“More than any other dinosaur, since its discovery more than a century ago, the T. rex has stirred the public imagination. We are proud to bring the powerful T. rex on stamps that will whiz through the mail stream on millions of birthday cards, letters and thank-you notes,” Cronkhite said.

Scientist and paleoartist Julius T. Csotonyi, who also created illustrations for dinosaur stamps of Canada in 2015, created photorealistic illustrations of T. rex with depictions based on the growing body of research on these dinosaurs. Csotonyi painted digitally using a stylus on a computer screen, an approach he likens to acrylic painting. Art director Greg Breeding designed the pane.

Extinct for some 66 million years, the carnivorous Tyrannosaurus rex dominated the Cretaceous period, which was the tail end of the dinosaur age.
With powerful jaws packed in its 4-foot-long skull and banana-sized teeth serrated like steak knives, T. rex easily bit through the flesh and hefty bones of even large dinosaur prey. Its full-grown weight was six to ten tons. Its maximum length was about 40 feet.
Although the name “Tyrannosaurus rex” means “tyrant lizard king,” and “dinosaur” means “fearfully great lizard,” they were not lizards at all. Dinosaurs were from a separate reptile lineage, whose closest living relatives are birds and crocodilians.

The “Nation’s T. rex,” the young adult featured on two of the new stamps, was discovered in 1988 on federal land in Montana. Painstaking excavation revealed what would become one of the most studied and important tyrannosaur specimens ever found, including the first T. rex arms ever recovered. The Nation’s T. rex is now exhibited at the Smithsonian Institution’s National Museum of Natural History.


Products
USA residents can purchase these stamps in USPS on-line store, other in their ebay store.
Sheet Uncut Sheets
(some "gutter pairs" cut out by some stamp sellers - example)
Tyrannosaurus rex on stamps of USA 2019 Tyrannosaurus rex on stamps of USA 2019
Customized FDC of Arizona Museum of Natural History
Tyrannosaurus rex on FDC of Arizona Musuem of Natural History of USA 2019 Arizona Museum of Natural History released a limited number of specially-designed collectible stamped-and-cancelled envelopes (covers) to celebrate the first day of issue of four new TYRANNOSAURUS REX postage stamps. Their own cancellation stamp featuring the newly-described tyrannosaur SUSKITYRANNUS HAZELAE, and a curious and colorful T. REX is printed on each envelope.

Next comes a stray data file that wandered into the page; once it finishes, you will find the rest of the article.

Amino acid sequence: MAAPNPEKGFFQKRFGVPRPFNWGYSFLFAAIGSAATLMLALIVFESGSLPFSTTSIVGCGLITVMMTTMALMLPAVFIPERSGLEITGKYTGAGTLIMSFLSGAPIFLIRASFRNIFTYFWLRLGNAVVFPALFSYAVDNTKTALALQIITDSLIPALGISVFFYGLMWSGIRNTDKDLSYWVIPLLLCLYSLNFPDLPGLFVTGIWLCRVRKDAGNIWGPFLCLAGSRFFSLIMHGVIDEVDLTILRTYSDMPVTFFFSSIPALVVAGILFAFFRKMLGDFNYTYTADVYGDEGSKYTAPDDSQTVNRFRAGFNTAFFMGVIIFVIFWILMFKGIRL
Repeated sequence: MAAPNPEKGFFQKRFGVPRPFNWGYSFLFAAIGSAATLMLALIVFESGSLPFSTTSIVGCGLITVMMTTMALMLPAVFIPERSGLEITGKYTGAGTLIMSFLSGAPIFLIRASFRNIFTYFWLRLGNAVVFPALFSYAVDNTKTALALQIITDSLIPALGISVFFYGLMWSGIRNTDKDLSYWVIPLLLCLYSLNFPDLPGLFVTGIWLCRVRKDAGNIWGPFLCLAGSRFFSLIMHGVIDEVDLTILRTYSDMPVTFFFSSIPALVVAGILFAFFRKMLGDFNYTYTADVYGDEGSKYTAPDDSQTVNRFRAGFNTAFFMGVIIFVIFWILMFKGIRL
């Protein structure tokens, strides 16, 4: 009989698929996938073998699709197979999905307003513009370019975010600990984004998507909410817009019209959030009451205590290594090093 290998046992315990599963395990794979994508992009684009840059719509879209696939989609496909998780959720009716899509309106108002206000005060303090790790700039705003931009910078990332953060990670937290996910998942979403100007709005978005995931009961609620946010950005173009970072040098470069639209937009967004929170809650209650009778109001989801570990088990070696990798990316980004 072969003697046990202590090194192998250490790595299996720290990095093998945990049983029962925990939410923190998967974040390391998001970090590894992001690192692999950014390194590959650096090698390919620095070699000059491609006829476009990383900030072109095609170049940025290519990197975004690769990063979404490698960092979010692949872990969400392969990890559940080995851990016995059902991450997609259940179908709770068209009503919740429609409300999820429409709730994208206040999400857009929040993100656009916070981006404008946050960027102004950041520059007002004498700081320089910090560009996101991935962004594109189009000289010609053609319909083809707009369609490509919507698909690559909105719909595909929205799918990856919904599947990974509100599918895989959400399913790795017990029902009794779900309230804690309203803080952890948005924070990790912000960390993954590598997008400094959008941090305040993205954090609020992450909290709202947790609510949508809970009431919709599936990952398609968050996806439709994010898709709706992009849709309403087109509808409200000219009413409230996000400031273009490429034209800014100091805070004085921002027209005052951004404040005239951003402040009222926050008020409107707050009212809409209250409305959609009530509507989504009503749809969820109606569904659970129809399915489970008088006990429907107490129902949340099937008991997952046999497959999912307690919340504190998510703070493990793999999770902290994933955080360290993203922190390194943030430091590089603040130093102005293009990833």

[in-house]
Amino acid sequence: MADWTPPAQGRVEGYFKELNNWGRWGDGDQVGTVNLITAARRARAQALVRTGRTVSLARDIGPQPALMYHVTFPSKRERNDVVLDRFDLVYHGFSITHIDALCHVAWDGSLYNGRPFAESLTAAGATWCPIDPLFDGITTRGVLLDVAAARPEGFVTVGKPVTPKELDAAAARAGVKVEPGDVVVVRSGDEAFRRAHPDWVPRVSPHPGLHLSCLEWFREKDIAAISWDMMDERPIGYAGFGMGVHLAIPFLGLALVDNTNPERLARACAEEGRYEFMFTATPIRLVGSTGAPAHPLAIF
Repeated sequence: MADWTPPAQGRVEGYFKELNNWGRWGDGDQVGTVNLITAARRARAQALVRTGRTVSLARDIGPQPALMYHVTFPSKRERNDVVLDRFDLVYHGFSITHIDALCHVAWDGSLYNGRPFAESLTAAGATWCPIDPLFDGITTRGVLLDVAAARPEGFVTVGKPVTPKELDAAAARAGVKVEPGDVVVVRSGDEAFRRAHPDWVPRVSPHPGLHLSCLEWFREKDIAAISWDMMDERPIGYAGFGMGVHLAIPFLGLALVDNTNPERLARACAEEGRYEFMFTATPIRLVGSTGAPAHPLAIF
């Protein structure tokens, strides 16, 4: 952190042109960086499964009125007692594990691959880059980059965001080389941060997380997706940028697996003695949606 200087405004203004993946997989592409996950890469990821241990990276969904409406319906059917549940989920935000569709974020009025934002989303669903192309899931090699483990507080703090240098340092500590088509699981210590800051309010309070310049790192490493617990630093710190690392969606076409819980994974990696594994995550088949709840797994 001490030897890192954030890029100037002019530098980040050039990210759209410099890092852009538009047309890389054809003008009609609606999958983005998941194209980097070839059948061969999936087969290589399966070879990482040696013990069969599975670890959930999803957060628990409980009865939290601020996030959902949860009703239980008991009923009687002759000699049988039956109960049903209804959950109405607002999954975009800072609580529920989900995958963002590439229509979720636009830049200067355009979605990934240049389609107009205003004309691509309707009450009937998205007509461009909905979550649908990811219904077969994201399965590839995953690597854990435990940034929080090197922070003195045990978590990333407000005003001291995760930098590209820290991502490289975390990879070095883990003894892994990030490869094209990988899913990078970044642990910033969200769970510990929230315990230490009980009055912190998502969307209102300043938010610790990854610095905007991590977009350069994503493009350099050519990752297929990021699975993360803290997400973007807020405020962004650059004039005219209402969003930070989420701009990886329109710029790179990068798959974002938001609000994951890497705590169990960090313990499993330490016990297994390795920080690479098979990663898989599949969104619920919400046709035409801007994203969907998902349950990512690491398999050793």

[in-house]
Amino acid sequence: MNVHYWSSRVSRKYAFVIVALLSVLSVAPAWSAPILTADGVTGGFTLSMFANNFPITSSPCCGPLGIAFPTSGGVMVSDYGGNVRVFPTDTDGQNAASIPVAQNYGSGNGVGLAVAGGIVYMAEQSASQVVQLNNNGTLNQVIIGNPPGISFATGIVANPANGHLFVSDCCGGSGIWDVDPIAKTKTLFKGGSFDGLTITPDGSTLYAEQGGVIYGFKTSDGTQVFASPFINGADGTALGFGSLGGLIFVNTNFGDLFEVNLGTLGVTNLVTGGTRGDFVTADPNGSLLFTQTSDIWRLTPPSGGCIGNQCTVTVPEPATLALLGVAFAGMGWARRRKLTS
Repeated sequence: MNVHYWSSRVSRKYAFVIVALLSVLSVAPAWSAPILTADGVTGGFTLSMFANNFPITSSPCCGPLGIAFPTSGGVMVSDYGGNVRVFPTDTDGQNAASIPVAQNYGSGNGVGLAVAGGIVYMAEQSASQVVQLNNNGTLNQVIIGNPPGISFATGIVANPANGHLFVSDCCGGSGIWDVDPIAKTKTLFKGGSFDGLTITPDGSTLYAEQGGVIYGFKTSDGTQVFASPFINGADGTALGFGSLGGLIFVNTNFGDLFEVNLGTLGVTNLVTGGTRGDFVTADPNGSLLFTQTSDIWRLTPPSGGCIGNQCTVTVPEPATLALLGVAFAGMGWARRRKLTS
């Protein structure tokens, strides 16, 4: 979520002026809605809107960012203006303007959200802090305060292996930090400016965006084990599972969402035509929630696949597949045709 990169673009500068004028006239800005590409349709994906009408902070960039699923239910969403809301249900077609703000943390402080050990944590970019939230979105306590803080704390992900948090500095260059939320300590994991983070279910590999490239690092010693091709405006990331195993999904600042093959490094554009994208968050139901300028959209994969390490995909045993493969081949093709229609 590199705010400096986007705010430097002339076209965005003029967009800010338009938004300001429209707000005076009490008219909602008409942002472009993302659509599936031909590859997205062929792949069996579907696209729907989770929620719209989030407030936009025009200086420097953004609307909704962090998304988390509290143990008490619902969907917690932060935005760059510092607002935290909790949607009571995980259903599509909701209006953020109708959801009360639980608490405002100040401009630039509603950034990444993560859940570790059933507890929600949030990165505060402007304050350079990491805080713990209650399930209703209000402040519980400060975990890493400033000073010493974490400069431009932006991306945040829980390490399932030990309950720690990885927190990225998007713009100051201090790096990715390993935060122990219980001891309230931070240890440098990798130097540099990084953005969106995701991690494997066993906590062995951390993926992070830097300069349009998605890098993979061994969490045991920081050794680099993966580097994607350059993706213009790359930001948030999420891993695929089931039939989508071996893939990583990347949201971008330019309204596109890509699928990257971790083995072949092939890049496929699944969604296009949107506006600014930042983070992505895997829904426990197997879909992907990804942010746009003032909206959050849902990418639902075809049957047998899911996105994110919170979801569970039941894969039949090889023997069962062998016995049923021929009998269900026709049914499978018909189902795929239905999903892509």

SUSKITYRANNUS HAZELAE, an early tyrannosaur that is housed at the AZMNH
and was found by teen volunteer Sterling Nesbitt who has since become a paleontologist. Dr. Nesbitt was in fact lead author on the recent paper describing S. HAZELAE, naming the species in honor of Hazel Wolfe, co-founder and field manager of the Zuni Basin Paleontological Project, under which the dinosaur was discovered.

On-line purchase is available at the Arizona Museum of Natural History website
Official postmarks of USPS
Tyrannosaurus rex skeleton on commemorative postmarks used on official FDC of USA 2019 Tyrannosaurus rex skeleton on commemorative postmarks used on ceremony FDC of USA 2019
Commemorative postmarks issued in several cities around USA
Tyrannosaurus rex on commemorative postmarks of USA 2019 Tyrannosaurus rex on commemorative postmarks of USA 2019
Some used covers
Tyrannosaurus rex stamps of USA 2019 on circulated cover


References:
[R1] Livesceince "Fuzzy Baby T. Rex Is One of 4 New Stamps Featuring the Dinosaur King"
[R2] Linn's stamp news "Lenticular element added to T. Rex stamps to simulate image movement"
[R3] American Philatelic Society (APS) "Dinosaurs come to life in new commemorative stamp release" , "America's Favorite Dinosaur Lives Again on Upcoming USPS Stamps"
[R4] USPS on-line store, Postal Bulletin Nr. 22526, 22527
[R5] Julius Costonyi, Natural History Illustrator
[R6] Smithsonian Institution’s National Museum of Natural History: "Deep in Time" exhibition